"Do You Miss It?"

This morning, I awoke to the sound of rain on the roof of our home. For a moment, I was back in the van. “Everything’s going to be so wet,” I thought, and absent-mindedly reached for my cell phone to make sure it hadn’t been rained on through the night. And then I remembered—I was in my cozy rowhome in downtown Frederick, Maryland. The rain was outside, and I was inside. The weather no long defines my day, it is simply a backdrop, an afterthought. How ordinary and deeply strange.

 

“Do you miss it?” It’s a question we have been asked a lot over the past four months. The answer should be easier by now, but I still catch myself every time. In a sense, we were ready to come home. We knew our travels were a temporary madness, that the experience wasn’t sustainable financially or emotionally. But those last few days of August, the final leg up Skyline Drive, it was hard to process that it was all coming to an end. And as I continue to unpack from the trip—literally and figuratively—I think it will take a long time to sort through the million ways life on the road changed my perspectives and priorities.

 

So, to answer your question, no, I don’t miss it. I don’t miss wondering where we are going to sleep and the exhausted, late night drives looking for a Walmart parking lot. I don’t miss those hot summer afternoons when the heat pouring over Madge’s engine made it hard to breathe. I don’t miss those cold, rainy days in Texas, when we just wanted to get warm and dry. I don’t miss the uncertainty of not knowing when Madge would break down next or standing by the side of the road as Avery diagnosed the latest damage. I don’t miss banging my head on the roof of the van or discovering that the flour had gone rancid in the trunk. I don’t miss the mosquito bites, the poison ivy, or the ticks.    

 

But then again, yes, I miss it deeply. I miss watching the sun rise over the great western frontier and then sink into the Pacific Ocean. I miss learning about places and people that never made it into the pages of my American history book. I miss evenings in the van, drinking tea and crocheting. I miss cooking on that tiny stove. I miss the crunch of the cold ground, the gentle sound of rain falling on the rooftop canvas, and the warmth of the morning sun. I miss the feeling of entire days, weeks, and months, filled entirely with unforgettable moments. I miss pulling into a library, parking next to another van, and sharing a knowing smile. I miss seeing new places, meeting new people, and never knowing what the next hour will bring. I miss watching the clouds dance across the sky. I miss crickets and coyotes and fields of corn. I miss the dust and the darkness. I miss both the solitude and the camaraderie of the open road.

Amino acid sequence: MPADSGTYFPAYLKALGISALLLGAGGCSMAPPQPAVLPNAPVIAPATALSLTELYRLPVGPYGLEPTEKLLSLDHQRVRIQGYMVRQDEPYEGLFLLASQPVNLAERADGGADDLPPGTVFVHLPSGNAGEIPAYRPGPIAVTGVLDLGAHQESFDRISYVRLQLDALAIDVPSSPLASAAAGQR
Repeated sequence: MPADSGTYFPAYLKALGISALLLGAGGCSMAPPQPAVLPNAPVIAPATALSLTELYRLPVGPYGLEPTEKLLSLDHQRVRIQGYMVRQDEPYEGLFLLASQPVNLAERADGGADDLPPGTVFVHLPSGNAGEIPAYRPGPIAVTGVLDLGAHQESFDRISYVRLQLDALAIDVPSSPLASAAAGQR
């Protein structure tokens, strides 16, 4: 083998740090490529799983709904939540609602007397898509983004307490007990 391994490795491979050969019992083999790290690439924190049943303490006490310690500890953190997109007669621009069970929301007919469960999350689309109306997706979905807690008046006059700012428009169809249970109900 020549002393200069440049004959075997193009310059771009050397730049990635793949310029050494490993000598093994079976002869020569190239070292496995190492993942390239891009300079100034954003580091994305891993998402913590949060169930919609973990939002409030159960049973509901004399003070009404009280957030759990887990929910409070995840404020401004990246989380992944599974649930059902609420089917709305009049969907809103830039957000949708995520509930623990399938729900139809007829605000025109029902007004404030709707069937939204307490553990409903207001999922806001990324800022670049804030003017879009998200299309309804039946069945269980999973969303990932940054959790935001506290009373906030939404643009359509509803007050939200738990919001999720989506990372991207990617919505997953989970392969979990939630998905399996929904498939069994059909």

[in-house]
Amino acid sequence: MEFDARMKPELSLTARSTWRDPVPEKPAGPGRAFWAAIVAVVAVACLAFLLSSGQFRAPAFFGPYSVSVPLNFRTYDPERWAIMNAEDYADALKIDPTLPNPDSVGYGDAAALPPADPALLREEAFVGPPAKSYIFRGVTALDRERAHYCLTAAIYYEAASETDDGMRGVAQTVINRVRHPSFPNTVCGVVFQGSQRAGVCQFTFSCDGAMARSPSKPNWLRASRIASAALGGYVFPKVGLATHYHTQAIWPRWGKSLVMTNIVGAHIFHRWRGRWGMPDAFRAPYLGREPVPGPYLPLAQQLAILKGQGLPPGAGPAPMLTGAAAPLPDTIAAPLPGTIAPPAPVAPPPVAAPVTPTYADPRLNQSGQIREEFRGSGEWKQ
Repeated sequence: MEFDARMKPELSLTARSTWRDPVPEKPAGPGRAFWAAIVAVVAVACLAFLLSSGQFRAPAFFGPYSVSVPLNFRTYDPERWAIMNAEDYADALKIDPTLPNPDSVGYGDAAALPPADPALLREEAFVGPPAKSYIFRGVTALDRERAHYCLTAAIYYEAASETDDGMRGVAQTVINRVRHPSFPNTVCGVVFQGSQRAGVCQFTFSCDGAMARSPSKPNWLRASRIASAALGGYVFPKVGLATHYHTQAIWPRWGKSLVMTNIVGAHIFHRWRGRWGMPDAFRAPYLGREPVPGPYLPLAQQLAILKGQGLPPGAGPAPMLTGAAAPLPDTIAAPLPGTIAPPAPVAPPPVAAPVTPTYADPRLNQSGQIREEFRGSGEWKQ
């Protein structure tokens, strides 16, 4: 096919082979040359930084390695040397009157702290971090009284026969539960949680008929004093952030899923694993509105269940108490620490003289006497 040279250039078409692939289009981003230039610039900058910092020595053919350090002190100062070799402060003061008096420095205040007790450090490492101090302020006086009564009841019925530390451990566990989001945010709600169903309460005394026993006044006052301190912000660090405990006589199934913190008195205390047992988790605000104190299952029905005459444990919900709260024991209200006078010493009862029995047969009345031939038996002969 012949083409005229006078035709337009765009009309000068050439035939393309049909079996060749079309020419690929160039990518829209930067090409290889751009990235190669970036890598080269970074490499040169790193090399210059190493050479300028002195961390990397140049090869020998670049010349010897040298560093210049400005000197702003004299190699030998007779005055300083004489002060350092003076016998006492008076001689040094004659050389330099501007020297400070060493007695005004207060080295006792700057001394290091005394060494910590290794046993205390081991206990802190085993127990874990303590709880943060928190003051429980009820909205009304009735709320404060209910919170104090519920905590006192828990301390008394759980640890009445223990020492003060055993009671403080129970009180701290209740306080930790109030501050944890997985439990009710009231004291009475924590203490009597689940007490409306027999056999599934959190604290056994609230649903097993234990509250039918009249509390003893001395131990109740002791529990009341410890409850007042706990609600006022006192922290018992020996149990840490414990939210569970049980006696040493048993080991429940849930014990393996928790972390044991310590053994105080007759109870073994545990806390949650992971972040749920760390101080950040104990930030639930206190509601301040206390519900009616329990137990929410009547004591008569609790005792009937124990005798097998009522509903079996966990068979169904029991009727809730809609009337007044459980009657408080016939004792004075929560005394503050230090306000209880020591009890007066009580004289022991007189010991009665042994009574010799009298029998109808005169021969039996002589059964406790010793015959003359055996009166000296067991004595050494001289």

Those 14 months were everything. Thrilling and terrifying. Exhilarating and exhausting. Illuminating and confusing. We met new acquaintances and were able to spend quality time with old friends. We lived in nature and explored metropolises. We learned about our country and ourselves. And then we came home, to the next adventure.

 

So, do I miss it? Yes, no, sometimes, and always. But I am also fully excited for this next chapter and all that it will bring. A new town, a house with more space than we’ve ever had, our cat purring in our laps. And Madge, parked outside, always ready to get lost down a back road.

 

P.S. Although I am not permitted to preview Avery’s photos before they are posted to the blog, I’m sure this batch from June and July—featuring shots from Oregon, through Idaho, the Montana and Canadian Rockies, and British Columbia—will be one of my favorites yet. I can’t say enough about the shocking beauty and remote wilderness of Idaho. It is a truly special place and one I definitely recommend seeing for yourself. In fact, if you’d like a ride, I think it’s just about time for Madge to stretch her legs ;-)

 

Happy New Year!

~Angie

 

 

 

 

 

 

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